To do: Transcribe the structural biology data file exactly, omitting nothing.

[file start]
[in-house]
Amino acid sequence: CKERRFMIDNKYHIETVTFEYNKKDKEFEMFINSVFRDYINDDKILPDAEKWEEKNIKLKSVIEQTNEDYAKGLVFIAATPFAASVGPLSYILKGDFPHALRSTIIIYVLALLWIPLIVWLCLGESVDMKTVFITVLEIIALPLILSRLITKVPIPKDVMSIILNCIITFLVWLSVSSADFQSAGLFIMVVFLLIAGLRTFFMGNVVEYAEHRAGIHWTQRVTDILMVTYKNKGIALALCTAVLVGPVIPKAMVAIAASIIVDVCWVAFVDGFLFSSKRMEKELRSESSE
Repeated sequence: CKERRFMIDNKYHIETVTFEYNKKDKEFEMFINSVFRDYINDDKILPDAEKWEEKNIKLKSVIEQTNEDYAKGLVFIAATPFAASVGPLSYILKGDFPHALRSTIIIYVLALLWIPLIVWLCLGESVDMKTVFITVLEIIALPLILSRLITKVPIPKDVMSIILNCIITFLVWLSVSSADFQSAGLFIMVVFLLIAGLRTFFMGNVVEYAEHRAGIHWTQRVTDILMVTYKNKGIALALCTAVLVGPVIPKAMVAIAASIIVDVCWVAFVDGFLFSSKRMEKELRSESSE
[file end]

[in-house]
Amino acid sequence: CKERRFMIDNKYHIETVTFEYNKKDKEFEMFINSVFRDYINDDKILPDAEKWEEKNIKLKSVIEQTNEDYAKGLVFIAATPFAASVGPLSYILKGDFPHALRSTIIIYVLALLWIPLIVWLCLGESVDMKTVFITVLEIIALPLILSRLITKVPIPKDVMSIILNCIITFLVWLSVSSADFQSAGLFIMVVFLLIAGLRTFFMGNVVEYAEHRAGIHWTQRVTDILMVTYKNKGIALALCTAVLVGPVIPKAMVAIAASIIVDVCWVAFVDGFLFSSKRMEKELRSESSE
Repeated sequence: CKERRFMIDNKYHIETVTFEYNKKDKEFEMFINSVFRDYINDDKILPDAEKWEEKNIKLKSVIEQTNEDYAKGLVFIAATPFAASVGPLSYILKGDFPHALRSTIIIYVLALLWIPLIVWLCLGESVDMKTVFITVLEIIALPLILSRLITKVPIPKDVMSIILNCIITFLVWLSVSSADFQSAGLFIMVVFLLIAGLRTFFMGNVVEYAEHRAGIHWTQRVTDILMVTYKNKGIALALCTAVLVGPVIPKAMVAIAASIIVDVCWVAFVDGFLFSSKRMEKELRSESSE